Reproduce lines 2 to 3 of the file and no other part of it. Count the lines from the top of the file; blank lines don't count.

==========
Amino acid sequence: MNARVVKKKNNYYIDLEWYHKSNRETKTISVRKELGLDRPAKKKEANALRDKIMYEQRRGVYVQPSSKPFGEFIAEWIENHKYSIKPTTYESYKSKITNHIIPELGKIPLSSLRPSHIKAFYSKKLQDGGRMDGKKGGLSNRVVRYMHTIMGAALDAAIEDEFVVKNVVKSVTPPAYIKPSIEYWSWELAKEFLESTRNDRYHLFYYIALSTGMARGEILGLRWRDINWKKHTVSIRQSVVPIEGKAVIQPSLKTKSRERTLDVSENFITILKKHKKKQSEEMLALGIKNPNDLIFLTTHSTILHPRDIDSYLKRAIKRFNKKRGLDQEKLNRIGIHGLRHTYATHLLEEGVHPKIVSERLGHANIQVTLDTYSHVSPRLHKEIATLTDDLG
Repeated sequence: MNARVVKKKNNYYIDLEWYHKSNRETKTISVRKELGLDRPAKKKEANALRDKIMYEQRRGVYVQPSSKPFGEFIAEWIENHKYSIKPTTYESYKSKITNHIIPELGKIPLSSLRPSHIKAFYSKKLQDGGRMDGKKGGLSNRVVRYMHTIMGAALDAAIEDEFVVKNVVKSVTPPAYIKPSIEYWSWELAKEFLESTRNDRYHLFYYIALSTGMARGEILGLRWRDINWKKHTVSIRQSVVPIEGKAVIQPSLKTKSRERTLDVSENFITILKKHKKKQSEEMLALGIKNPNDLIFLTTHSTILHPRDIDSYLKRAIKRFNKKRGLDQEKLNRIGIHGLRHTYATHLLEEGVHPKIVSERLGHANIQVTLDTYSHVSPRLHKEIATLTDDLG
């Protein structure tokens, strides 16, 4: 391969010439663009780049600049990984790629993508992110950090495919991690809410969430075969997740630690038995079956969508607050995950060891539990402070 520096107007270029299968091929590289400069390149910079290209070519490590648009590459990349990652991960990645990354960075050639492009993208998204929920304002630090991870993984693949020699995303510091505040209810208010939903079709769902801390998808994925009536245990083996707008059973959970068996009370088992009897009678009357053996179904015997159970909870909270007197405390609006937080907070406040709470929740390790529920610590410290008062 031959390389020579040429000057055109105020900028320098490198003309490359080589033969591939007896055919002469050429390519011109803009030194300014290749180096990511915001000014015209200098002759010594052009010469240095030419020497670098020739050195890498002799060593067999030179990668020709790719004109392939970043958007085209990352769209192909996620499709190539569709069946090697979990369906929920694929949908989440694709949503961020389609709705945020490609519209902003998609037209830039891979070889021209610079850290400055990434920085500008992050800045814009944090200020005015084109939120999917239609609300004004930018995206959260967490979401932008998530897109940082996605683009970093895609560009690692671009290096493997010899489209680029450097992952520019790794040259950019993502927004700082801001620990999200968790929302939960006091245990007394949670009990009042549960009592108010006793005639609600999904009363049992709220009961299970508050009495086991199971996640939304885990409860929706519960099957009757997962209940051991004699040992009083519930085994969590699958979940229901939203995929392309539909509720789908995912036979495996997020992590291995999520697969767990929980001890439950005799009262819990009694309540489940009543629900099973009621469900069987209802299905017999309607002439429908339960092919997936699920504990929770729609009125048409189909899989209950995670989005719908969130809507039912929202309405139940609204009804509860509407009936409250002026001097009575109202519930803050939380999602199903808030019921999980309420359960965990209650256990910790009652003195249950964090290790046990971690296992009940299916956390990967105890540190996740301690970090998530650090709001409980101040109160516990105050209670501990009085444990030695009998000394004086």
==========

Repeated sequence: MNARVVKKKNNYYIDLEWYHKSNRETKTISVRKELGLDRPAKKKEANALRDKIMYEQRRGVYVQPSSKPFGEFIAEWIENHKYSIKPTTYESYKSKITNHIIPELGKIPLSSLRPSHIKAFYSKKLQDGGRMDGKKGGLSNRVVRYMHTIMGAALDAAIEDEFVVKNVVKSVTPPAYIKPSIEYWSWELAKEFLESTRNDRYHLFYYIALSTGMARGEILGLRWRDINWKKHTVSIRQSVVPIEGKAVIQPSLKTKSRERTLDVSENFITILKKHKKKQSEEMLALGIKNPNDLIFLTTHSTILHPRDIDSYLKRAIKRFNKKRGLDQEKLNRIGIHGLRHTYATHLLEEGVHPKIVSERLGHANIQVTLDTYSHVSPRLHKEIATLTDDLG
């Protein structure tokens, strides 16, 4: 391969010439663009780049600049990984790629993508992110950090495919991690809410969430075969997740630690038995079956969508607050995950060891539990402070 520096107007270029299968091929590289400069390149910079290209070519490590648009590459990349990652991960990645990354960075050639492009993208998204929920304002630090991870993984693949020699995303510091505040209810208010939903079709769902801390998808994925009536245990083996707008059973959970068996009370088992009897009678009357053996179904015997159970909870909270007197405390609006937080907070406040709470929740390790529920610590410290008062 031959390389020579040429000057055109105020900028320098490198003309490359080589033969591939007896055919002469050429390519011109803009030194300014290749180096990511915001000014015209200098002759010594052009010469240095030419020497670098020739050195890498002799060593067999030179990668020709790719004109392939970043958007085209990352769209192909996620499709190539569709069946090697979990369906929920694929949908989440694709949503961020389609709705945020490609519209902003998609037209830039891979070889021209610079850290400055990434920085500008992050800045814009944090200020005015084109939120999917239609609300004004930018995206959260967490979401932008998530897109940082996605683009970093895609560009690692671009290096493997010899489209680029450097992952520019790794040259950019993502927004700082801001620990999200968790929302939960006091245990007394949670009990009042549960009592108010006793005639609600999904009363049992709220009961299970508050009495086991199971996640939304885990409860929706519960099957009757997962209940051991004699040992009083519930085994969590699958979940229901939203995929392309539909509720789908995912036979495996997020992590291995999520697969767990929980001890439950005799009262819990009694309540489940009543629900099973009621469900069987209802299905017999309607002439429908339960092919997936699920504990929770729609009125048409189909899989209950995670989005719908969130809507039912929202309405139940609204009804509860509407009936409250002026001097009575109202519930803050939380999602199903808030019921999980309420359960965990209650256990910790009652003195249950964090290790046990971690296992009940299916956390990967105890540190996740301690970090998530650090709001409980101040109160516990105050209670501990009085444990030695009998000394004086």